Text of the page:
I hunt every weekend in the fall. i shoot on a league for sporting clays and hunt deer. and i dont need a permit to carry my guns.
    but if you are wanting advice on how to shoot your gun i can help you, just send me and email, there are a lot of things that go into it, you need to be safe!
  • SundownSundown Posts: 2,971
    Thank Fidel, That's what I was hoping to get. Brand new to this shotgun stuff.
  • Do not aim toward the egg. It is your friend... :woohoo: :woohoo: :woohoo:
  • SundownSundown Posts: 2,971
    Thanks for the reminder! :laugh:
  • Congrats on your new gun purchase! Used to be part owner of a gun store and have sold many home defense shotguns while there. I personally think that 00 Buck is a poor choice for a home defense round. Think of this.

    Someone is in your home, and you are forced to discharge your weapon. A 00 buck round has about 10 pieces of lead approx of a 30 caliber round. (Think 38 special/357 mag size). If you have a significant other in the home or children, can you account for where each of those 10 pieces of lead will go when you fire?

    These will penetrate walls in your home and enter other rooms. And at the distances that you would have in a home situation, the pattern of your round inside of 30' or so, will be approx. the size of your fist. And will blow a hole thru a wall about the size of a grapefruit or larger.

    A better choice for a home defense round would be a load of 6 shot or 4 shot.

    If your gun has changeable choke tubes, Full Choke is the tightest. Modified is the next more open choke, and Improved is the most open in a typical tube setup. They also offer tubes that have skeet choke or open choke that are the widest patterns.

    Do yourself a favor, put in the most open choke tube you have, (improved cylinder) downsize your shot to something smaller, (4's or 6's) and pray you never have to use it. Smaller shot sizes will shed energy more quickly as it penetrates a wall and possibly will not kill someone who is on the other side. (ie: wife, kids, pets)

    Generally, if someone is in your home that should not be there, the sound of a shotgun slide being racked is enough to either persuade them to leave immediatly or stop what they are doing and give you their undivided attention. I like to call that sound of a shotgun slide being racked the "Univeral sound of Fear"

    Sorry to be so wordy, just wanted to shed some light on the subject.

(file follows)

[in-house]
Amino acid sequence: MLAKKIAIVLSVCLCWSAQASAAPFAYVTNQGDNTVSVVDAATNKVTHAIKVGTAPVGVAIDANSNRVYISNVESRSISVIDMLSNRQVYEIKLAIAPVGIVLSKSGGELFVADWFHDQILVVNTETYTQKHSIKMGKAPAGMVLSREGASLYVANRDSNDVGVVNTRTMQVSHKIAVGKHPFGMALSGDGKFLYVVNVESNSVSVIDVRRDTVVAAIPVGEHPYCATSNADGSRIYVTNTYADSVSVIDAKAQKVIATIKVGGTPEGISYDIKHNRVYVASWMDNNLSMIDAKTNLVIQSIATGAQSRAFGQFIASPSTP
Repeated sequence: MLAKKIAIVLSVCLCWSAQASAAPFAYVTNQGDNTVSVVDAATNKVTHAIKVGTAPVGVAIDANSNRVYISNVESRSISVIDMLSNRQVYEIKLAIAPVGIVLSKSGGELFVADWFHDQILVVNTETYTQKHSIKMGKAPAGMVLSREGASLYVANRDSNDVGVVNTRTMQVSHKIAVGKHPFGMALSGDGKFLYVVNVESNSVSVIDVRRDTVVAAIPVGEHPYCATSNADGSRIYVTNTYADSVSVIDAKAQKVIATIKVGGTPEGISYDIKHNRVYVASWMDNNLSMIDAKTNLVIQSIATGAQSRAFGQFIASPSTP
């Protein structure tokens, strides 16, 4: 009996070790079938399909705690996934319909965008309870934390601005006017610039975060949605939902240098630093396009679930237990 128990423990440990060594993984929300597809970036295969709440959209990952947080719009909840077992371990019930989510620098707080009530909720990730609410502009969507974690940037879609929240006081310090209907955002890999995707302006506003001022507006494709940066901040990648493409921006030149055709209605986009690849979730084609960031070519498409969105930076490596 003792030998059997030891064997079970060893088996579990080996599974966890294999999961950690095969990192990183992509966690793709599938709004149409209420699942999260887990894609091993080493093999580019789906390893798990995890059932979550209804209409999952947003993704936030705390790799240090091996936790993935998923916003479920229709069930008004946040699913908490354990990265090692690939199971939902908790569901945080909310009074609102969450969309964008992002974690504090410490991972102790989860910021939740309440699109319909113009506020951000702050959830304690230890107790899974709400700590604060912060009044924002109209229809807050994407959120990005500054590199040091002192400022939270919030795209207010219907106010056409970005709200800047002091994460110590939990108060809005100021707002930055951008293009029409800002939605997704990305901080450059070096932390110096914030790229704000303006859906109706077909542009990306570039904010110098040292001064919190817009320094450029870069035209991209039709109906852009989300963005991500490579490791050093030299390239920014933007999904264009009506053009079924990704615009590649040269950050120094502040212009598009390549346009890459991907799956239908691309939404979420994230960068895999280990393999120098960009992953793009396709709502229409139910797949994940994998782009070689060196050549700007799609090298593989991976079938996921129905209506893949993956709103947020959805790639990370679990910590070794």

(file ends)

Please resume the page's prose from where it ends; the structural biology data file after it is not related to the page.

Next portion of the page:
• Speaking of the stock, are you planning on using it or will you take it off and use the pistol grip? For home defense, that's the way to go, IMHO, insofar as it makes the weapon that much easier to swing onto target.

    As for the loads, if you've got others in the house you might want to keep lighter loads - #4 or smaller - to keep wall penetration to a minimum. It'll still ruin a bad guy's day, after all, but it won't be going through wallboard with any kind of energy to hurt someone you don't want to. If you're certain your stray shot isn't going to hurt a loved one...well, 00 is a nice tool to bring to a meeting where serious interpersonal differences will be resolved.
  • Where are you going to try it out? Angle Tree Stone?
  • FidelFidel Posts: 10,172
    I'll humbly disagree with your point about the pistol grip being easier to keep on target.

    While it will lessen the radius and make the gun easier/faster to swing around a room or a corner, it also makes the pivot point your wrist and it is harder to stop that swing on target. It is also harder to control upward swing of the weapon due to recoil to lay subsequent rounds on target.

    If you learn to mount a shotgun properly into the pocket of your shoulder it will move almost like a natural extension of your arm, making the acts of acquiring and eliminating your target fell more natural.
  • Oh, I think the pistol grip, along with a low-slung carry, is almost certainly less accurate than a traditional shoulder firing position. I also agree that shots 2 through n will be harder to control. But shot #1 will be much easier and faster with a pistol grip, especially for a shotgun newbie, and that's important in such a situation.

    My concern about swinging wasn't so much the pivot point or inertia of the gun, but with obstruction and snagging issues. A full stock will give you more of both. If he wants to go to a skeet/trap range and practice shouldering the weapon and squeezing off rounds, that can be minimized.
  • FidelFidel Posts: 10,172
    Not to argue or belabor the point any further, I will just say that the appropriate level of familiarity and/or training with the weapon in every configuration is a necessity (with any weapon actually) before it should ever be considered for use in a self-protection situation.